This does mean that Liverpool need to work on their defending from set-pieces, but that is a separate issue. As far as formations and defensive shapes are concerned, it is clear that this new system has made Liverpool tougher to break down in open play.
Similar structures in possession
While Liverpool’s defensive shape has changed, they still look pretty much the same in possession.
The main reason behind that is how they set up with the ball in the 4-3-3 system. Their shape was quite asymmetrical, as the left-back, Andrew Robertson, pushed further forward than the right-back, Trent Alexander-Arnold, who stayed deeper in the build-up before getting forward later on.
In midfield, the left-sided central midfielder (Thiago when fit) stayed deep to create a sort of double pivot, while the right-sided midfielder got forward in the half-space. All of this also meant that the right winger, Mohamed Salah, generally stayed wider than the left winger, whose positioning in terms of width depended on how far forward Robertson was.
Liverpool shape in 4-3-2-1 Formation
This central attacking position might seem unfamiliar to Liverpool’s squad at first glance, but in reality, Firmino was already playing a similar role when starting centrally in the 4-3-3. He was encouraged to drop deep from the striker position then, as his touch map from the season prior to Liverpool’s change in system shows. In the new setup, he has greater freedom to stay deeper.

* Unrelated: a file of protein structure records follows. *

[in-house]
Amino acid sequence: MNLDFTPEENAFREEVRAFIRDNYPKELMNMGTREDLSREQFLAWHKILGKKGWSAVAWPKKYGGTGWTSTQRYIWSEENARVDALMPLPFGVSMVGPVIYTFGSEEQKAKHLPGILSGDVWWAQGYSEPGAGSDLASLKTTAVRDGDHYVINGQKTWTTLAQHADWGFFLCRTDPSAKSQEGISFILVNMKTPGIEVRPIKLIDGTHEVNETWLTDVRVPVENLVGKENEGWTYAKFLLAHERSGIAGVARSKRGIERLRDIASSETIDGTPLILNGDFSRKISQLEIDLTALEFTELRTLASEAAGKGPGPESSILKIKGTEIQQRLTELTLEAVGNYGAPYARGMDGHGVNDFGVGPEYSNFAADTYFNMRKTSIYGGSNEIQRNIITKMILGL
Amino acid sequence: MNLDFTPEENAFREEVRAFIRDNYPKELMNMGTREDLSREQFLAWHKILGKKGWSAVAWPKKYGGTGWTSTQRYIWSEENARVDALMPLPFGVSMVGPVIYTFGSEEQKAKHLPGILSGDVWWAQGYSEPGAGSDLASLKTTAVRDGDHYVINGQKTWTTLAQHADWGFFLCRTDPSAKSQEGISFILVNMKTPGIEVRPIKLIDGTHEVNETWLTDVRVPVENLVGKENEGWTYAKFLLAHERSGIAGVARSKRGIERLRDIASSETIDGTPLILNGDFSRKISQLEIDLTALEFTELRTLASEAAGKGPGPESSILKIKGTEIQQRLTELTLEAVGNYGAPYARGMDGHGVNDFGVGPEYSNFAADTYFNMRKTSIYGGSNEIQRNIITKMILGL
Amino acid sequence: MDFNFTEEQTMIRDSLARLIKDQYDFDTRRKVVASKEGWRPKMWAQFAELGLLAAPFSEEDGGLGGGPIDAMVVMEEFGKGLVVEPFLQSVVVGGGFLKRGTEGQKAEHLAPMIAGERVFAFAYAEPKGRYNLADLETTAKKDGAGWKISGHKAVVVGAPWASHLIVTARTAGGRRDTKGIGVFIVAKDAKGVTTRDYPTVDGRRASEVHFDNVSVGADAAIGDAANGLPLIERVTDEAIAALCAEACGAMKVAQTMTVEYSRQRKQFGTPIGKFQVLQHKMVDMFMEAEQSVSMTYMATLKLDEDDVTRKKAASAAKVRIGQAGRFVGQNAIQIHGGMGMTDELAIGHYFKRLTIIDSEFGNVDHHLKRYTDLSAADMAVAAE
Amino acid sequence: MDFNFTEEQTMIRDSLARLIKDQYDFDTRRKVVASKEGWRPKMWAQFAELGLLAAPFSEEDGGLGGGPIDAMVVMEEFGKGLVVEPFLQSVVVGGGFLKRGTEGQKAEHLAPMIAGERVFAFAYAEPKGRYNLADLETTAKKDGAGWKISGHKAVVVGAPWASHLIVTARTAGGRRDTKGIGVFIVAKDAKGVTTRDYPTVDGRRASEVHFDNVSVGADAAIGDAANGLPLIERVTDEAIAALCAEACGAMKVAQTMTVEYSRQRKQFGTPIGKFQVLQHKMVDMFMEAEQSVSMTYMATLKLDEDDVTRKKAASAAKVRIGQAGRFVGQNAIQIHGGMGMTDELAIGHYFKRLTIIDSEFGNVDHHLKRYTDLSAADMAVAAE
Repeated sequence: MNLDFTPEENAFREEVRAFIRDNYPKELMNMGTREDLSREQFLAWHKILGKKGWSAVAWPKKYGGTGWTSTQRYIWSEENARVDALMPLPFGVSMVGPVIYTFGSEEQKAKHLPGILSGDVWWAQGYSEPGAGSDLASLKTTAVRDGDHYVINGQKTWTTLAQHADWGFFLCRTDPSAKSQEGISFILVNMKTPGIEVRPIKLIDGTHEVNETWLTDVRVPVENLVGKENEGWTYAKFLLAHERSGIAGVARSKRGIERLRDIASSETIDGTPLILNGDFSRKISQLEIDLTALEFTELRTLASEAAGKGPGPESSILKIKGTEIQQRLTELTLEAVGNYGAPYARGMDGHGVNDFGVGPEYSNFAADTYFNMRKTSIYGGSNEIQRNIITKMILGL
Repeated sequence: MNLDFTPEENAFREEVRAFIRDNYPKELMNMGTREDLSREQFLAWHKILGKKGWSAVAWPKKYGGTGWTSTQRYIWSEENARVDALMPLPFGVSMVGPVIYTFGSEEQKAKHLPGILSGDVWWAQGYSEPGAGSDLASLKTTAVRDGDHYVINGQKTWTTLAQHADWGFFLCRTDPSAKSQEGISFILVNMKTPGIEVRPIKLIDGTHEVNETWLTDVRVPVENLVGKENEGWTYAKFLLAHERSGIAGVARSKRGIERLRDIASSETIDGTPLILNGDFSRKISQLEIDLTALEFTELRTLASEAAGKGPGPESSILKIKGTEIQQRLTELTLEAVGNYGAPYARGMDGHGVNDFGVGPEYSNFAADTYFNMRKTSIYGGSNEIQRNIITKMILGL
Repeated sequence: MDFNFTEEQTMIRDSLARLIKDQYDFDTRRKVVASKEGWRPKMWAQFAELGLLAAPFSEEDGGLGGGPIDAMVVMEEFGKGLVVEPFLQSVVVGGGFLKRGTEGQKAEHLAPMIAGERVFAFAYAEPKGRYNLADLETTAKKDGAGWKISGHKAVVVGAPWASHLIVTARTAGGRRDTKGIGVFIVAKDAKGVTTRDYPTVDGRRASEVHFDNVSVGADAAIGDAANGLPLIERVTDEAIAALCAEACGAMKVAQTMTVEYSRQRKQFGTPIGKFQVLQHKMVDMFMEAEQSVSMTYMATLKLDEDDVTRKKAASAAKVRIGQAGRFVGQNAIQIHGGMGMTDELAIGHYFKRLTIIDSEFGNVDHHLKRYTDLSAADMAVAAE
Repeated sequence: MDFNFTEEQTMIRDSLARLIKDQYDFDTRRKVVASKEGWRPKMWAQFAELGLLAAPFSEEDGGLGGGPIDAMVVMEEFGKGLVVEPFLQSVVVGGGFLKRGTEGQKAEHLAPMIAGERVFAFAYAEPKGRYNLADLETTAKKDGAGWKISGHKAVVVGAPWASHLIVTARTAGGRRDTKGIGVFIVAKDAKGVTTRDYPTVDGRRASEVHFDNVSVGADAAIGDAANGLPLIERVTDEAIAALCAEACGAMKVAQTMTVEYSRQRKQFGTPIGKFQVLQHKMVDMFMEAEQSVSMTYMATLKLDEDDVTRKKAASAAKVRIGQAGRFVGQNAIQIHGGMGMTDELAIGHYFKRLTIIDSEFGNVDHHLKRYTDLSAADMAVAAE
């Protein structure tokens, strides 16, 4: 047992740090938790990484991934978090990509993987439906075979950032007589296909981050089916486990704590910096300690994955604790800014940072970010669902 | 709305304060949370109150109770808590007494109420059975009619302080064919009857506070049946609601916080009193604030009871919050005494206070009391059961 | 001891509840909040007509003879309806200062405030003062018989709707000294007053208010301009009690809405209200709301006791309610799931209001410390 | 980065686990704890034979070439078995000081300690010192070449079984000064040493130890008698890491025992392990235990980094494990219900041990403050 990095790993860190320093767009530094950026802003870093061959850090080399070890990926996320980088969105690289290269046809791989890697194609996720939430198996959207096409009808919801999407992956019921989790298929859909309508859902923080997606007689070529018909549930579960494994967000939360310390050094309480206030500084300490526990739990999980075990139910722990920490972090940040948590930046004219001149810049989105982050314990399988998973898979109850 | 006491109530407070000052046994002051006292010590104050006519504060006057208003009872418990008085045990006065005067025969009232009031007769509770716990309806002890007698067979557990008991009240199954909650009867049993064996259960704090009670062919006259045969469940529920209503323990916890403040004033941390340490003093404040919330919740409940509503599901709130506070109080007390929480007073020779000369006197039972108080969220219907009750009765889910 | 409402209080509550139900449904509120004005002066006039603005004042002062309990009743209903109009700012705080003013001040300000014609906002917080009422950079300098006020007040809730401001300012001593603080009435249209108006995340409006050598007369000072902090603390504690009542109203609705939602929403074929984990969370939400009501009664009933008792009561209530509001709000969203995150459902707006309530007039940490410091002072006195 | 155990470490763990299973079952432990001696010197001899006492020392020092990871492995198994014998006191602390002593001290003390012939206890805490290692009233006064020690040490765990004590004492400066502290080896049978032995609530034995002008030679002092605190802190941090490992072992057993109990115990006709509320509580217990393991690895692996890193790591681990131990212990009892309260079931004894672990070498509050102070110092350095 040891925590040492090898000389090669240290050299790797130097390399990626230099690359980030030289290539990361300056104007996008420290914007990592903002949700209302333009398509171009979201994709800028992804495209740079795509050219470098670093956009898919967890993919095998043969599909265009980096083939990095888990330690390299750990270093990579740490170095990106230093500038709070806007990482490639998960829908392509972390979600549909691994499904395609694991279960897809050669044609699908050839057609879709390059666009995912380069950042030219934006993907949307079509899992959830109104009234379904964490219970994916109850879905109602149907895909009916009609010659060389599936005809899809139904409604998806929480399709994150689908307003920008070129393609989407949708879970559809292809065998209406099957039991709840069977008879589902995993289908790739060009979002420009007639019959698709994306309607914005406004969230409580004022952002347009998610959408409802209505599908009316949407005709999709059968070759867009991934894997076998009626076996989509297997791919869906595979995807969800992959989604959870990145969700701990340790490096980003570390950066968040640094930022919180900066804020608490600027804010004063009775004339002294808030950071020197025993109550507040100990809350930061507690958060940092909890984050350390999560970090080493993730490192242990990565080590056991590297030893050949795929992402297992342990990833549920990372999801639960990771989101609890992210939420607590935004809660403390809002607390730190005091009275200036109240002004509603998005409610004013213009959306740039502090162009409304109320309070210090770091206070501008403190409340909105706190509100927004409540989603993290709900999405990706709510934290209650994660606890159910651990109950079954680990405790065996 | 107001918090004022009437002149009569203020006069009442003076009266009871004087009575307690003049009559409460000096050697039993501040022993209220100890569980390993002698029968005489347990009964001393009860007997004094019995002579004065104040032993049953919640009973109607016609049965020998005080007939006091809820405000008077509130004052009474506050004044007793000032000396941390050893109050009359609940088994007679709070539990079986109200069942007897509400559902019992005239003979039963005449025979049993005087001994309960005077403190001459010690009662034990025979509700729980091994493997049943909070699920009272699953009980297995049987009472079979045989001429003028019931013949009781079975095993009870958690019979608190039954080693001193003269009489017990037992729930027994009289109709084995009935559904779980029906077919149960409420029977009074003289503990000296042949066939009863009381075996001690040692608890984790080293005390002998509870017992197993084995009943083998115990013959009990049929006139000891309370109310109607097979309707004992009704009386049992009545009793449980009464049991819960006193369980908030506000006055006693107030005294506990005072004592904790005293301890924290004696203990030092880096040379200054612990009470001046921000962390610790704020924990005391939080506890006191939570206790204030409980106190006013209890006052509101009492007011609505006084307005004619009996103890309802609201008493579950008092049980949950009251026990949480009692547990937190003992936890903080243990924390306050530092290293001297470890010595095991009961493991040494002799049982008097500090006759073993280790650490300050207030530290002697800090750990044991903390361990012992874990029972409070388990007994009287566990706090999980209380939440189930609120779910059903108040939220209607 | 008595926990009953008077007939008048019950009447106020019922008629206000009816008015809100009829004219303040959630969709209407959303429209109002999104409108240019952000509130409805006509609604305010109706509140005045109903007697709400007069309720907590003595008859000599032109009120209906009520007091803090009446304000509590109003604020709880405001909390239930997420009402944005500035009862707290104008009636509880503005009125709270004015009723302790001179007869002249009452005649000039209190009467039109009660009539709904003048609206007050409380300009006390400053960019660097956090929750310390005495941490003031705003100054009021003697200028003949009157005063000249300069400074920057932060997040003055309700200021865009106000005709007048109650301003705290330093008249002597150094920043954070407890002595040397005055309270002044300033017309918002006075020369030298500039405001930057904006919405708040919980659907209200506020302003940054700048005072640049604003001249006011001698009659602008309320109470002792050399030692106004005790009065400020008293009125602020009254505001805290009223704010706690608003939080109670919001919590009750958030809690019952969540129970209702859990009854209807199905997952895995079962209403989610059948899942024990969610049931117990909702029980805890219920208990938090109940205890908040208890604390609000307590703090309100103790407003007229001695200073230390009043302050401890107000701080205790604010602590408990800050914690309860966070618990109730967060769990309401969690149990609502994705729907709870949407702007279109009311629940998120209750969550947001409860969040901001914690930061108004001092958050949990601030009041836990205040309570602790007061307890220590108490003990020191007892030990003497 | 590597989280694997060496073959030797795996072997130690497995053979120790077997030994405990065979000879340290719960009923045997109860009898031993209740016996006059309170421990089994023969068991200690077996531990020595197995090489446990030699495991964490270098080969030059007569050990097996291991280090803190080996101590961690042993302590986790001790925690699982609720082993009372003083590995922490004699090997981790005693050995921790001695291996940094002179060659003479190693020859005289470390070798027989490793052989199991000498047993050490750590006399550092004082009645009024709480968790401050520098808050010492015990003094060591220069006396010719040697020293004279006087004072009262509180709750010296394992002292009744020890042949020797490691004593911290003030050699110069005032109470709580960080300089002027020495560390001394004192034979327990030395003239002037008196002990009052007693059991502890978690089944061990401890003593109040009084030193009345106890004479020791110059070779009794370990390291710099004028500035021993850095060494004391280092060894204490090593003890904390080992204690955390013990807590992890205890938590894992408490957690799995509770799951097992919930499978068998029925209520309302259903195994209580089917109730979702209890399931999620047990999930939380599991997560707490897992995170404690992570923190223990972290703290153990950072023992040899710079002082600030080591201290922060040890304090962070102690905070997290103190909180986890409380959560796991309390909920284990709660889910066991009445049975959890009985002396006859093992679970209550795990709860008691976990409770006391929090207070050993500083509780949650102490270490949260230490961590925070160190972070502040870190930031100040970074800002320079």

Liverpool’s attacking against deep blocks is the main concern that Klopp and his coaching staff will have to address in the next few days, but on the whole, the switch to the 4-4-2 system is doing a good job of solving some of their problems. Their defending and pressing has improved, while the reduced number of midfield positions and more inside left-winger role has enabled them to work around some of their injury issues.
Their big points deficit to the league leaders already combined with squad depth issues in the season of the World Cup means that Liverpool might well already be out of the title race, so their focus now should be on securing a spot in the top four and qualifying for Champions League football next season.
Of course, they should still aim to win the cup competitions they are in, and their new system appears to be suited to that thanks to its strengths against possession-based and high-pressing opposition.
A third of the way into the new season, there is still time left for Liverpool to salvage something from it. Klopp is leading them in the right direction, but there remains work to be done.